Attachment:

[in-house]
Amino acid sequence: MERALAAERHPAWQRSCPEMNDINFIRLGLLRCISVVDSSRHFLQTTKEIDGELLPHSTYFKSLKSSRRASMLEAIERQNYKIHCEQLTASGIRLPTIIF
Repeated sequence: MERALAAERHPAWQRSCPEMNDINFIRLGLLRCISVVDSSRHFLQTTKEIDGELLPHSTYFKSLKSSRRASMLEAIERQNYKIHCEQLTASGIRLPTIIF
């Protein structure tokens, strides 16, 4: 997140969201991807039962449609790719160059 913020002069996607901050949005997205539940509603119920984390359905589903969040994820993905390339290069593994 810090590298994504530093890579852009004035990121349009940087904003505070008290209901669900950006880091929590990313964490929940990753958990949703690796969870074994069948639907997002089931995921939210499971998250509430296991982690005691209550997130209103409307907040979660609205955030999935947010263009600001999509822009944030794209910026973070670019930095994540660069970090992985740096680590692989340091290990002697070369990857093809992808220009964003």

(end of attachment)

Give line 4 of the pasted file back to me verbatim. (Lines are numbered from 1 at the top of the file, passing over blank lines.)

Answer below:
């Protein structure tokens, strides 16, 4: 997140969201991807039962449609790719160059 913020002069996607901050949005997205539940509603119920984390359905589903969040994820993905390339290069593994 810090590298994504530093890579852009004035990121349009940087904003505070008290209901669900950006880091929590990313964490929940990753958990949703690796969870074994069948639907997002089931995921939210499971998250509430296991982690005691209550997130209103409307907040979660609205955030999935947010263009600001999509822009944030794209910026973070670019930095994540660069970090992985740096680590692989340091290990002697070369990857093809992808220009964003």